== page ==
If you’re still experiencing the pain of CircleCI config.yml copypasta even after using orbs, here’s a possible next step in your evolution.
In CircleCI, your workflow configuration is stored alongside your code in
.circleci/config.yml. This makes it easier to synchronize your CI/CD
workflow with your code.
However, this also comes with disadvantages. For one, it can result in duplicate workflow and job definitions. This is especially problematic if you have multiple repositories that have the same workflow. For example, let’s say you have 3 distinct applications all written with the FastAPI framework and deployed to Kubernetes. In this case you’d have to make sure that their config files don’t diverge from one another. Otherwise you’ll have to frequently re-learn how each application is built and deployed.
A partial solution to this is to use CircleCI Orbs. With orbs, you can extract your job definitions from your config files and move them to a library (otherwise known as an orb). From there, your config files can simply use the jobs in that orb.
However, there’s still the problem of duplicate workflow definitions because you haven’t yet extracted your workflow definitions out of the config files. And you haven’t done that because CircleCI Orbs don’t support workflow definitions.
Now, you could solve this problem by writing some automation that synchronizes the config files across your 3 repositories. However, this would require a two-step process where the first step involves updating a workflow “template” and the second step involves running a script that renders the template into the config file of each repository. That second step can be tricky because you’d have to remember to do that for each active branch of each repository.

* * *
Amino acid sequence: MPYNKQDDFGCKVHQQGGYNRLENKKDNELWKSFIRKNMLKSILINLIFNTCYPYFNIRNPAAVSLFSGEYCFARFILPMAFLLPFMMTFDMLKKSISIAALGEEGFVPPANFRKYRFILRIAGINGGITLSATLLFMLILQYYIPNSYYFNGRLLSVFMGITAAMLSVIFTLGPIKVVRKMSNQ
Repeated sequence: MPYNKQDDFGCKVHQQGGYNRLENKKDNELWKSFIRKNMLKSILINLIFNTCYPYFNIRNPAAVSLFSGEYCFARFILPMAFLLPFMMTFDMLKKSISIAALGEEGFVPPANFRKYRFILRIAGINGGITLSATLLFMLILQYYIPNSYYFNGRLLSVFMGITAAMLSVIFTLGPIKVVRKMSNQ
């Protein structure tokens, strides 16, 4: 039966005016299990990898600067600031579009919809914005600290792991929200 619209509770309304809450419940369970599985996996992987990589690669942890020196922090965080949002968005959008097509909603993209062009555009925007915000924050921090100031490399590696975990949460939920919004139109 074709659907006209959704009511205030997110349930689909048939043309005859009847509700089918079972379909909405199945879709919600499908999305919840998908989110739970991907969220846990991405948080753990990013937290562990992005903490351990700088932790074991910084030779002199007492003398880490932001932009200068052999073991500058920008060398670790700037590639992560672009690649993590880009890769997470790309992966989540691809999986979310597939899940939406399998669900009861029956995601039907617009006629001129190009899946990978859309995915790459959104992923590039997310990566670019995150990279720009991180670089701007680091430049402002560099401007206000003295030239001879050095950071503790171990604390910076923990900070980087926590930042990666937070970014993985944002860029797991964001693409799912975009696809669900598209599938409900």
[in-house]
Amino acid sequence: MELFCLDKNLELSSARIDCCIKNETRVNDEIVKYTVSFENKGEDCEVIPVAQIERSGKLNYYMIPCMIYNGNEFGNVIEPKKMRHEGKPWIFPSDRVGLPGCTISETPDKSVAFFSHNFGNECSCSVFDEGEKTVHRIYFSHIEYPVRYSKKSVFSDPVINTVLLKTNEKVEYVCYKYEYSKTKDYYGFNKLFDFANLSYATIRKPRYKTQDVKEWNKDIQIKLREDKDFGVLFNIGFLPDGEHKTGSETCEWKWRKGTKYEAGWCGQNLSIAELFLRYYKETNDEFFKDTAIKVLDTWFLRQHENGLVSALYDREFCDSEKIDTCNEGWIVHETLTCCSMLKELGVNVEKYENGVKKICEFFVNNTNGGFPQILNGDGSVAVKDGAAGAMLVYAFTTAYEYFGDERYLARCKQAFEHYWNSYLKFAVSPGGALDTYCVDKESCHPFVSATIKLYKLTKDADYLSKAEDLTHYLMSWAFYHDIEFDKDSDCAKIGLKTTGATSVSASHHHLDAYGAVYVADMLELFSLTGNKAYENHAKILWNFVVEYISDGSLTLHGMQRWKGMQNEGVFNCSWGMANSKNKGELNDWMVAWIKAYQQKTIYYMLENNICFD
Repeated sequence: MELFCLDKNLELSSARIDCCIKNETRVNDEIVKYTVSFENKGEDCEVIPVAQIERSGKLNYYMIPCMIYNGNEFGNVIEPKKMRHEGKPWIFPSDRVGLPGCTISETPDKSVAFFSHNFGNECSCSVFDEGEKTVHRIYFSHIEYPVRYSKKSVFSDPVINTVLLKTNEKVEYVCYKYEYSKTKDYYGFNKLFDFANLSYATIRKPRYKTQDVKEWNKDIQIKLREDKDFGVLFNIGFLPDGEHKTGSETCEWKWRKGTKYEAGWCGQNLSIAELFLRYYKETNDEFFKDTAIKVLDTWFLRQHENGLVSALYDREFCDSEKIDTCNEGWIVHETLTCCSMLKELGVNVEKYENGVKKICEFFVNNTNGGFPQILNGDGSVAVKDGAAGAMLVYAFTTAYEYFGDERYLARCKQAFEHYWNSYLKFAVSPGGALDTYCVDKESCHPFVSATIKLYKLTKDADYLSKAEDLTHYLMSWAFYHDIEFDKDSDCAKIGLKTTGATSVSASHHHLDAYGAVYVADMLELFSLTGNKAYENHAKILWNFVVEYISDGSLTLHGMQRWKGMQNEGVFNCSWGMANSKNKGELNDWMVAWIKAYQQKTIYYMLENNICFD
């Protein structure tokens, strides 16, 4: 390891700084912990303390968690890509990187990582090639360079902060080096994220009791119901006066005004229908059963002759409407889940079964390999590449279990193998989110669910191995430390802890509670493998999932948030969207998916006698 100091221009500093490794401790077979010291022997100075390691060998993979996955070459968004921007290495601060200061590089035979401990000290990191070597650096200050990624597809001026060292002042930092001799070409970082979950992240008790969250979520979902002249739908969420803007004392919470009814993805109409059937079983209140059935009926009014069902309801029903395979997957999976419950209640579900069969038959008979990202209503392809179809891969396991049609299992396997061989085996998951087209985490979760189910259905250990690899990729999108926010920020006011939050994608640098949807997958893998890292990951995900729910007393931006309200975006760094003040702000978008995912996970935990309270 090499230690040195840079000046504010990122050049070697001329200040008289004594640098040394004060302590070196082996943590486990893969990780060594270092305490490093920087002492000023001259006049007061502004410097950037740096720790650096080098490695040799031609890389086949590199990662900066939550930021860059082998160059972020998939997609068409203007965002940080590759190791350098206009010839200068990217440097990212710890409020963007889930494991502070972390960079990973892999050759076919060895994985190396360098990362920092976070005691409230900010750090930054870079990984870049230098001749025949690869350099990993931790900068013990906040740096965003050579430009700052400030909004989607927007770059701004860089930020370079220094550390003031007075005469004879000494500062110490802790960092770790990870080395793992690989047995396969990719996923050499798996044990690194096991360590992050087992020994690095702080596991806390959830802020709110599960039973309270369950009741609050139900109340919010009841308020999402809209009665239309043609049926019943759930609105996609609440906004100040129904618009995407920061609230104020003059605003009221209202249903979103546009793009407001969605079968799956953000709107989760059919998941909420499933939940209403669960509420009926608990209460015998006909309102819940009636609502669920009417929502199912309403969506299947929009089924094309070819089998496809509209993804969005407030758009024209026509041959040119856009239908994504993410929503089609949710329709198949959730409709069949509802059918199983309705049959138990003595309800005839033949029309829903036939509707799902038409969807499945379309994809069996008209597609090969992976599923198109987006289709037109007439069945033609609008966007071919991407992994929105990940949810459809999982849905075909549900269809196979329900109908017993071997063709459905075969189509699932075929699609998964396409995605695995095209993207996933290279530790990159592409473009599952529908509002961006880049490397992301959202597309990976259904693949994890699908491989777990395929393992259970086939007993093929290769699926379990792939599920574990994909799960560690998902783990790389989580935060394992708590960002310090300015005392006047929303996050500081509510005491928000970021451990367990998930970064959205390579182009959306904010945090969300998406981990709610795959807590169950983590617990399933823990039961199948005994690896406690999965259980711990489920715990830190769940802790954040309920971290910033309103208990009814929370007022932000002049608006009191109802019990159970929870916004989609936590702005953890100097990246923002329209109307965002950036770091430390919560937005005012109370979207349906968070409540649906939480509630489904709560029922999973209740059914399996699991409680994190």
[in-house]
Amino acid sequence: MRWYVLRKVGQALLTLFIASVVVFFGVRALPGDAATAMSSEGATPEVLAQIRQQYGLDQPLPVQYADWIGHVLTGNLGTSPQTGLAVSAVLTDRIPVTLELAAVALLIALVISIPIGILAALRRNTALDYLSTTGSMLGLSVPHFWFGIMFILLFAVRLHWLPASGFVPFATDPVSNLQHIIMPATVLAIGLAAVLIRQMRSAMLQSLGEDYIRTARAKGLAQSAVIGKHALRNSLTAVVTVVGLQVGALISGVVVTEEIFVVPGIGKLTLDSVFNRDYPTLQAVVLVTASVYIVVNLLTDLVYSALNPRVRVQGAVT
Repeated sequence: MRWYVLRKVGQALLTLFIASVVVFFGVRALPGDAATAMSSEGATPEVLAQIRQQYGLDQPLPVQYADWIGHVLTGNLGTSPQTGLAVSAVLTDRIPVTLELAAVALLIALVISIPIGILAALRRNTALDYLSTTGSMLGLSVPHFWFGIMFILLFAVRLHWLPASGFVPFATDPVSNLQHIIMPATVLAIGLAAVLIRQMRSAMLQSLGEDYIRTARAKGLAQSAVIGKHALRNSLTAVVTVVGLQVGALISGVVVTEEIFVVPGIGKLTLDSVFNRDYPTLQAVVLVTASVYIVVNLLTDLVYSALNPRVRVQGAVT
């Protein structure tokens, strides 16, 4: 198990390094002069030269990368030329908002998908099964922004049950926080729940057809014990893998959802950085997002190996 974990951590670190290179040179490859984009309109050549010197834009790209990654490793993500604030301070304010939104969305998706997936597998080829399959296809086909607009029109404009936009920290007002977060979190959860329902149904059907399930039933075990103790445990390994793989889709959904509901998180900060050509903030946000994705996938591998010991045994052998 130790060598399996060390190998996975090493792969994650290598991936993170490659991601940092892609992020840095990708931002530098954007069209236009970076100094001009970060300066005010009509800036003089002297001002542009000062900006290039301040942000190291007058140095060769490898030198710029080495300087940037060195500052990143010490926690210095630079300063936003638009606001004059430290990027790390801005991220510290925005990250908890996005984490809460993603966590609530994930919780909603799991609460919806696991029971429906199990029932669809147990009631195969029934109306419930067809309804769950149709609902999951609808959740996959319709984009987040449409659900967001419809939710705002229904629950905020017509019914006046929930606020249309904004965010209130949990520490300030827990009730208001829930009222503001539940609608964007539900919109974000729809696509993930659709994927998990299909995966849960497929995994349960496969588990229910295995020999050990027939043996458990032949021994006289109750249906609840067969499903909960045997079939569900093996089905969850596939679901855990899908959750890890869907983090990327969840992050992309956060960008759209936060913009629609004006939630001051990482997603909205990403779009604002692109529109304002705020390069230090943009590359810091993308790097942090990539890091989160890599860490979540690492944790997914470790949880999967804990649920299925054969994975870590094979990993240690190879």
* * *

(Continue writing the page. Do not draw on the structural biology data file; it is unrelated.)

Wouldn’t it be nice though if you could extract your workflow into a shared library so that the contents of each config file is reduced to just the things that are specific to each project?
Wouldn’t it be nice if your config file simply contained something like this:
1 2 3 framework: fastapi deployment_type: k8s project_name: SampleApp1
…And, based on that, your workflow is dynamically generated?
As it turns out, you can approximate something like this by combining CircleCI’s Orb feature with its Dynamic Configuration facility. What that means is you can end up with a config file that is very close to these fictitious examples and it would look something like this:
1 2 3 4 5 6 7 8 9 10 --- version: 2.1 setup: true orbs: golden: relaxdiego/[email protected] workflows: setup: jobs: - golden/setup_fastapi_k8s: project_name: SampleApp1
In this config file, you’ll notice that, in general, it’s just like any other CircleCI config file except that:
Number 1: There is that
setup: true line which is a valid CircleCI option that we’ll get to later;
Number 2: It uses an orb named “golden”
Number 3: It uses just one job named
Now let’s say, for example, that we’ve defined a “FastAPI + Kubernetes” workflow template that includes the following jobs:
- Run unit tests
- Build the artifact
- Deploy to dev environment
- Run integration tests
- Deploy to staging environment
In this case, all our 3 FastAPI repositories, by just creating this minimal config file, will automatically have this workflow. Even better is that, anytime this workflow template is upgraded to include more features (such as linting, coverage reporting, and Slack notifications), our 3 FastAPI projects will automatically inherit them without changing anything in their config file.